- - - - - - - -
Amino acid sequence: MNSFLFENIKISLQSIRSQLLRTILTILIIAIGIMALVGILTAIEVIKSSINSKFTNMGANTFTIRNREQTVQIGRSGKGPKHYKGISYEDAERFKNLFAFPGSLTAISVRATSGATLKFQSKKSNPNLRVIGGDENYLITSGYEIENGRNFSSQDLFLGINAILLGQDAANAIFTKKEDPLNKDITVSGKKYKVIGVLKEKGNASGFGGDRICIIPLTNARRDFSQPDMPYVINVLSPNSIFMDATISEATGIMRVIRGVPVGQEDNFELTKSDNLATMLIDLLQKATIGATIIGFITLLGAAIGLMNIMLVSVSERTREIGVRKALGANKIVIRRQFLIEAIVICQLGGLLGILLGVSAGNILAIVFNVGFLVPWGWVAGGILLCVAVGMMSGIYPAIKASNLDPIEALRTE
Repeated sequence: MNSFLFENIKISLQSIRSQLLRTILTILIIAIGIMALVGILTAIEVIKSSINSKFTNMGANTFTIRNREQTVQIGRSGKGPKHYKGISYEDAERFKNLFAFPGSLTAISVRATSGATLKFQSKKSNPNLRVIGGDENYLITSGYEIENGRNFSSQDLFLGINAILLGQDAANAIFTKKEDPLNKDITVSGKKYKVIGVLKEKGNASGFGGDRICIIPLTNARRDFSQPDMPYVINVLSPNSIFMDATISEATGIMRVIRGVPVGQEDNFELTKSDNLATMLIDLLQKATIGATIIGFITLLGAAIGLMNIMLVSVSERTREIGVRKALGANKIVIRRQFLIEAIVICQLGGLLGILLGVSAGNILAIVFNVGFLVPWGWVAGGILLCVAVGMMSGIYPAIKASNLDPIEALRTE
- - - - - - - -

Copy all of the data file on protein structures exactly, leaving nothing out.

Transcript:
Amino acid sequence: MNSFLFENIKISLQSIRSQLLRTILTILIIAIGIMALVGILTAIEVIKSSINSKFTNMGANTFTIRNREQTVQIGRSGKGPKHYKGISYEDAERFKNLFAFPGSLTAISVRATSGATLKFQSKKSNPNLRVIGGDENYLITSGYEIENGRNFSSQDLFLGINAILLGQDAANAIFTKKEDPLNKDITVSGKKYKVIGVLKEKGNASGFGGDRICIIPLTNARRDFSQPDMPYVINVLSPNSIFMDATISEATGIMRVIRGVPVGQEDNFELTKSDNLATMLIDLLQKATIGATIIGFITLLGAAIGLMNIMLVSVSERTREIGVRKALGANKIVIRRQFLIEAIVICQLGGLLGILLGVSAGNILAIVFNVGFLVPWGWVAGGILLCVAVGMMSGIYPAIKASNLDPIEALRTE
Repeated sequence: MNSFLFENIKISLQSIRSQLLRTILTILIIAIGIMALVGILTAIEVIKSSINSKFTNMGANTFTIRNREQTVQIGRSGKGPKHYKGISYEDAERFKNLFAFPGSLTAISVRATSGATLKFQSKKSNPNLRVIGGDENYLITSGYEIENGRNFSSQDLFLGINAILLGQDAANAIFTKKEDPLNKDITVSGKKYKVIGVLKEKGNASGFGGDRICIIPLTNARRDFSQPDMPYVINVLSPNSIFMDATISEATGIMRVIRGVPVGQEDNFELTKSDNLATMLIDLLQKATIGATIIGFITLLGAAIGLMNIMLVSVSERTREIGVRKALGANKIVIRRQFLIEAIVICQLGGLLGILLGVSAGNILAIVFNVGFLVPWGWVAGGILLCVAVGMMSGIYPAIKASNLDPIEALRTE